This release is available in German.
New research explains how cells regulate their bonds during the development of new blood vessels. For the first time, the role of the protein Raf-1 in determining the strength of the bond between cells has been shown. Manuela Baccarini's group at the Max F. Perutz Laboratories, a joint venture of the University of Vienna and the Medical University of Vienna, shows if Raf-1 is not present, the cells cannot stick together and the formation of new blood vessels is inhibited. This discovery may one day lead to new approaches to cancer treatment.
Angiogenic sprouting, the process by which new blood vessels grow from existing vessels, is a double-edged sword. It enables the cardiovascular system to develop in the embryo, and is vital for tissue regeneration in adults. But it also supplies growing tumors with nutrients and oxygen.
Angiogenesis is an example of collective cellular migration. Cells move as a group, held together by connections called adherens junctions. For the cells to move, they have to make and break these connections continuously. If the junctions are too stiff, they will not be able to move at all, but if they are too weak, the groups of cells will break apart. How this mechanism is controlled was unknown.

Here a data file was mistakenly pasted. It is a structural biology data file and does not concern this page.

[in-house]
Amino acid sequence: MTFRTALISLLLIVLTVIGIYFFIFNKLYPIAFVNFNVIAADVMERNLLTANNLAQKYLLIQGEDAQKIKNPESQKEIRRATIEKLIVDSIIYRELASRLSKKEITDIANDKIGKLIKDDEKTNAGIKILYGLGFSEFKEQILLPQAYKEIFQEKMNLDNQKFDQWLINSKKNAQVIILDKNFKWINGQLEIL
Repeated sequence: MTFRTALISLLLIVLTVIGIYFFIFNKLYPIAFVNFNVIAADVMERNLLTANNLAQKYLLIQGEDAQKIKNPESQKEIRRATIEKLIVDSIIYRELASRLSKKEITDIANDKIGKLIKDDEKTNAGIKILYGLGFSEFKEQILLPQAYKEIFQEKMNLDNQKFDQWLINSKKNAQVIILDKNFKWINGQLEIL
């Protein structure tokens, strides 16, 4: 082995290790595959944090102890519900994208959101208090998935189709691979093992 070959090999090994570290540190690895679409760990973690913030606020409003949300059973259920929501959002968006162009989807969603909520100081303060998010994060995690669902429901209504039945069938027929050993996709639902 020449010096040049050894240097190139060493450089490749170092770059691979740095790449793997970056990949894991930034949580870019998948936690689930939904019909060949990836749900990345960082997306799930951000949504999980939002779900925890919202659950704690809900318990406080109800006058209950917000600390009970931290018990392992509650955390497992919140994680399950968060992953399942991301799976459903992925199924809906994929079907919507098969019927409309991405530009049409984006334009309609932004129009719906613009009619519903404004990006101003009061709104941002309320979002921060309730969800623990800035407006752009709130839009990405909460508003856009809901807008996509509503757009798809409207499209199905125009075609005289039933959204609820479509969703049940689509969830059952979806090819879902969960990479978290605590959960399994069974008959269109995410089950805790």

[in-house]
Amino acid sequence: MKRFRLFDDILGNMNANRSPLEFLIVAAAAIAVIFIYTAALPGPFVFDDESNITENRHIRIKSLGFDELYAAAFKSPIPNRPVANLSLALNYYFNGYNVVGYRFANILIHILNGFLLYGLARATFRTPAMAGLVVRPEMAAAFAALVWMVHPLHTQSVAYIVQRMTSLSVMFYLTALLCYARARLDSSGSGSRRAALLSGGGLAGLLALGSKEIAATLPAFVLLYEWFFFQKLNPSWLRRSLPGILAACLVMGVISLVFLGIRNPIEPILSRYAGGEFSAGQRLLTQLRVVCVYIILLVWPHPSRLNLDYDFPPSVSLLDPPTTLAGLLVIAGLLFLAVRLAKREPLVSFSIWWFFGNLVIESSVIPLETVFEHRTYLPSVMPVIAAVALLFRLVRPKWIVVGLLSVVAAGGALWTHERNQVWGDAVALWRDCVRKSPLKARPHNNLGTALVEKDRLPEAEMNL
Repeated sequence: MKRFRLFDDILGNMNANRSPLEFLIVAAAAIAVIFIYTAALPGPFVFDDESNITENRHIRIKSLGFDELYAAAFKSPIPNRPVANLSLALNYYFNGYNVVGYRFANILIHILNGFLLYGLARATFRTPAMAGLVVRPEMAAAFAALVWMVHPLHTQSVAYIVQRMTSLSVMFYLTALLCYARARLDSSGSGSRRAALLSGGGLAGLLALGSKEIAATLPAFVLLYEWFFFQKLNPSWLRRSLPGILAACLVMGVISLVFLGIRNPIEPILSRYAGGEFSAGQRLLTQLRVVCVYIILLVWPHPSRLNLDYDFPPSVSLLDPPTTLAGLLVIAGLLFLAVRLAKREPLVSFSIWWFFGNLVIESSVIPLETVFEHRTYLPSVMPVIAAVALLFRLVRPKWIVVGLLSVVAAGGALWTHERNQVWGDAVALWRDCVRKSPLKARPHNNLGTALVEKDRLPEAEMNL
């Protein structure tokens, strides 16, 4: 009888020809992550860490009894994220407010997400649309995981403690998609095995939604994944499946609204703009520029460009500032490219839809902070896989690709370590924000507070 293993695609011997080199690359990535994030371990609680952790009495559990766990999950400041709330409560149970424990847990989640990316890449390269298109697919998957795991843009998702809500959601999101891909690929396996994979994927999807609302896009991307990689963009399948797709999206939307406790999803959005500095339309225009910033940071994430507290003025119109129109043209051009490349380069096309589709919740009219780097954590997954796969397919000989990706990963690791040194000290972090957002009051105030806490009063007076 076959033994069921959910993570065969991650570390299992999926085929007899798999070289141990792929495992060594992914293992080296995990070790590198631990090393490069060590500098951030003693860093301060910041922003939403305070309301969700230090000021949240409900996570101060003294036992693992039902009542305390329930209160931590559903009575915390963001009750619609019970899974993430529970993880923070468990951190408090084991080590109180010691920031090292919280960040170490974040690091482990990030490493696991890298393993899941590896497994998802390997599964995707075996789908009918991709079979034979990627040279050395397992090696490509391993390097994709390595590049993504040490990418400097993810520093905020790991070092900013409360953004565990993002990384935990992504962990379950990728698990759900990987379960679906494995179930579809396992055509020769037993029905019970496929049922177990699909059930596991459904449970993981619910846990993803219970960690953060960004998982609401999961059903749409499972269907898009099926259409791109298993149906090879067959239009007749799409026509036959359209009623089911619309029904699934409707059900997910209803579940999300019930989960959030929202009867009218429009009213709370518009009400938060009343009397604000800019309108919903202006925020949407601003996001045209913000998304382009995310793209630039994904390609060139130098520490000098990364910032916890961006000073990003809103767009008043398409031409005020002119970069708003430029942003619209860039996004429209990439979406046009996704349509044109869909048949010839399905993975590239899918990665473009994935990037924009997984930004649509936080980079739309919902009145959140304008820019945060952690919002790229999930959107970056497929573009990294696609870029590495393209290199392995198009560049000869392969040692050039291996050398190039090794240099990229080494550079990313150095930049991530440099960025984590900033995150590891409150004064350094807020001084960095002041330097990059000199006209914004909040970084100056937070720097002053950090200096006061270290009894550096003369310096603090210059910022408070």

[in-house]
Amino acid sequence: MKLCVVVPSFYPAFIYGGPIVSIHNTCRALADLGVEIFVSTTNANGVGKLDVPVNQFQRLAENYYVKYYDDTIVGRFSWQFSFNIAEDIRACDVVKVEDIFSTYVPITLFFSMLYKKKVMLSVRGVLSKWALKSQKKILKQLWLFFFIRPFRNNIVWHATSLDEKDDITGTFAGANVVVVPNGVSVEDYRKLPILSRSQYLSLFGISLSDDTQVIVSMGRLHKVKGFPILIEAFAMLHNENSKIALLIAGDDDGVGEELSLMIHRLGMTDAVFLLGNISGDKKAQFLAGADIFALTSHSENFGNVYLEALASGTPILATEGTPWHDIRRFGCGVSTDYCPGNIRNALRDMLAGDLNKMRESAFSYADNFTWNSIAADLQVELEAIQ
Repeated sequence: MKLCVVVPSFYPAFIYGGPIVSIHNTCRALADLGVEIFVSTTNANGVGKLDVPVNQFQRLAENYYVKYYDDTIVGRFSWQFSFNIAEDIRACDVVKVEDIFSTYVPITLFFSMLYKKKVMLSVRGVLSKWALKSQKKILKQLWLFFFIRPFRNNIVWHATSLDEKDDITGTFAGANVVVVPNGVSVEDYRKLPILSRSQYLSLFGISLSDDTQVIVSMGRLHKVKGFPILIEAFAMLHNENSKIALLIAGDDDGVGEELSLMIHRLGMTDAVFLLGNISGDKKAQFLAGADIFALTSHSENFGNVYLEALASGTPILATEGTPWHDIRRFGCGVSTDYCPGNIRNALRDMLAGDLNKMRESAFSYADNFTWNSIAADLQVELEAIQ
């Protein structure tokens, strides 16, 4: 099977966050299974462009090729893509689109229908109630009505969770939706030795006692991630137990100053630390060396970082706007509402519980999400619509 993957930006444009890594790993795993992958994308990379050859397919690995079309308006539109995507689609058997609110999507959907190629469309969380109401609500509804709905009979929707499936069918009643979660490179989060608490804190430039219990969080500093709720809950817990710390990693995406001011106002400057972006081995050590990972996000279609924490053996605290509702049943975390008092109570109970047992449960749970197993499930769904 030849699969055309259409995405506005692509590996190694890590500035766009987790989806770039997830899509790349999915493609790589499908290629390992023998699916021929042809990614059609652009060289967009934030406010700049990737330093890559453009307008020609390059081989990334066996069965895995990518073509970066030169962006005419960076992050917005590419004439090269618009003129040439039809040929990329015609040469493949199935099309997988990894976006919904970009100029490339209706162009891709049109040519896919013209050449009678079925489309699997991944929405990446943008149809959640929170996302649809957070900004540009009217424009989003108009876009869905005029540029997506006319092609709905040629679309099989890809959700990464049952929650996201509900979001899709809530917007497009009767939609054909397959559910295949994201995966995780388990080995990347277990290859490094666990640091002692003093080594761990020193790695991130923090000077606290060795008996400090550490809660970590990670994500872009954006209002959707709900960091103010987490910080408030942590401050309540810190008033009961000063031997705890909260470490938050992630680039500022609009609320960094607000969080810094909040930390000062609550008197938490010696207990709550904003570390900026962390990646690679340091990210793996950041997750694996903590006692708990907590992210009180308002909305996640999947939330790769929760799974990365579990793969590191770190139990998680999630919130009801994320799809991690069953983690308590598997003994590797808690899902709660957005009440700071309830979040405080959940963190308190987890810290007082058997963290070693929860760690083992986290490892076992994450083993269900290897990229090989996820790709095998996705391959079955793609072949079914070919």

The mechanism has now been uncovered by Manuela Baccarini's group at the Max F. Perutz Laboratories, a joint venture of the University of Vienna and the Medical University of Vienna, who investigate cell signaling. They have established a crucial role for Raf-1, a multi-purpose signal transducer, in this process.
"The real breakthrough came when we were able to use video microscopy on the developing vessels in vitro," explains the paper's first author Reiner Wimmer. "We realized that the cells without Raf-1 were actively migrating, but only as single cells. They could not migrate in a group."
The meaning of this discovery became clear in further experiments: the role of Raf-1 is to bring the new adherens junctions a kinase they need for the remodeling of the cytoskeleton. This means that Raf-1 is fine-tuning the bonds between the migrating cells by causing the local remodeling of the cell's cytoskeleton.
As the process of angiogenic sprouting is necessary for the growth of tumors, this new discovery may one day be applied to produce cancer therapies to target Raf-1 and the other parts of this control mechanism, thereby disrupting the environment of the tumor.
|Contact: Reiner Wimmer|
University of Vienna